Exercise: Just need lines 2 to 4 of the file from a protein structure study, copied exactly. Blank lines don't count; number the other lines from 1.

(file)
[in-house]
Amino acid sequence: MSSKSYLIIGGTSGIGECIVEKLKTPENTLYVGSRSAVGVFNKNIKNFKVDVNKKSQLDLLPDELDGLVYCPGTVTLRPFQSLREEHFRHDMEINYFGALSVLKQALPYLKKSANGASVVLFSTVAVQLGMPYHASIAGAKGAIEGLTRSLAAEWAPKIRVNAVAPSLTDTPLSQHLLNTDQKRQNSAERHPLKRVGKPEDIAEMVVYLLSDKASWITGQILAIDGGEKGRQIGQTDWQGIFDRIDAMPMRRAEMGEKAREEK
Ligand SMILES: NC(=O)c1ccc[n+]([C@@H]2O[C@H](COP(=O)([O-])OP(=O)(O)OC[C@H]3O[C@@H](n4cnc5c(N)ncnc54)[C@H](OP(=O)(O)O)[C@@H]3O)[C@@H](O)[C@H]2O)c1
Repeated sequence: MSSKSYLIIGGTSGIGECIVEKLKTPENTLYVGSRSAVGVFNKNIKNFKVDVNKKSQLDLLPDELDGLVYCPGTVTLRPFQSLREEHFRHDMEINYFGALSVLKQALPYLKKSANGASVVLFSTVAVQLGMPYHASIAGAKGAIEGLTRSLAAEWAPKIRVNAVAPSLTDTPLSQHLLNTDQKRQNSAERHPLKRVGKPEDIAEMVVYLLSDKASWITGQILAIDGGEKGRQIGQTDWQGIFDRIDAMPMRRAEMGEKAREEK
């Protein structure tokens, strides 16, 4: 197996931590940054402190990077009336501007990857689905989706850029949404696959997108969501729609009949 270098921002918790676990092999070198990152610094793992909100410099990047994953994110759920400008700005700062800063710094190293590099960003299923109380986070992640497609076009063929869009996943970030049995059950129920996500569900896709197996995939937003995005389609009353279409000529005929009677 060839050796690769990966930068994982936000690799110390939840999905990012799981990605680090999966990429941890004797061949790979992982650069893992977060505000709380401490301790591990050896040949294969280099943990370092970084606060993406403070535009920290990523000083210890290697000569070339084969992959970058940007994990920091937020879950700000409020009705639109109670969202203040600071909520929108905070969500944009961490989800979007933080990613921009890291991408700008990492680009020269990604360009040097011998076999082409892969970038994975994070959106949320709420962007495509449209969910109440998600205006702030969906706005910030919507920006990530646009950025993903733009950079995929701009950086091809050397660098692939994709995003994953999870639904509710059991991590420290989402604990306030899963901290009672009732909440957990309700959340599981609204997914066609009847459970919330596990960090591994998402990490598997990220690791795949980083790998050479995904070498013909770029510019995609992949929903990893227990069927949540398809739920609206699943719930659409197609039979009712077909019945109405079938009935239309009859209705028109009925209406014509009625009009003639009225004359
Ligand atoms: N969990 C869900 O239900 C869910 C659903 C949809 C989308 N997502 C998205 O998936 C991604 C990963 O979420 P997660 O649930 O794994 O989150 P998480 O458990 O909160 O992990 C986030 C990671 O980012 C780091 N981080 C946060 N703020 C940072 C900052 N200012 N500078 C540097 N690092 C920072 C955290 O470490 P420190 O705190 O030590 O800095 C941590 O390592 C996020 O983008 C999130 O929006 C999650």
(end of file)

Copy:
Amino acid sequence: MSSKSYLIIGGTSGIGECIVEKLKTPENTLYVGSRSAVGVFNKNIKNFKVDVNKKSQLDLLPDELDGLVYCPGTVTLRPFQSLREEHFRHDMEINYFGALSVLKQALPYLKKSANGASVVLFSTVAVQLGMPYHASIAGAKGAIEGLTRSLAAEWAPKIRVNAVAPSLTDTPLSQHLLNTDQKRQNSAERHPLKRVGKPEDIAEMVVYLLSDKASWITGQILAIDGGEKGRQIGQTDWQGIFDRIDAMPMRRAEMGEKAREEK
Ligand SMILES: NC(=O)c1ccc[n+]([C@@H]2O[C@H](COP(=O)([O-])OP(=O)(O)OC[C@H]3O[C@@H](n4cnc5c(N)ncnc54)[C@H](OP(=O)(O)O)[C@@H]3O)[C@@H](O)[C@H]2O)c1
Repeated sequence: MSSKSYLIIGGTSGIGECIVEKLKTPENTLYVGSRSAVGVFNKNIKNFKVDVNKKSQLDLLPDELDGLVYCPGTVTLRPFQSLREEHFRHDMEINYFGALSVLKQALPYLKKSANGASVVLFSTVAVQLGMPYHASIAGAKGAIEGLTRSLAAEWAPKIRVNAVAPSLTDTPLSQHLLNTDQKRQNSAERHPLKRVGKPEDIAEMVVYLLSDKASWITGQILAIDGGEKGRQIGQTDWQGIFDRIDAMPMRRAEMGEKAREEK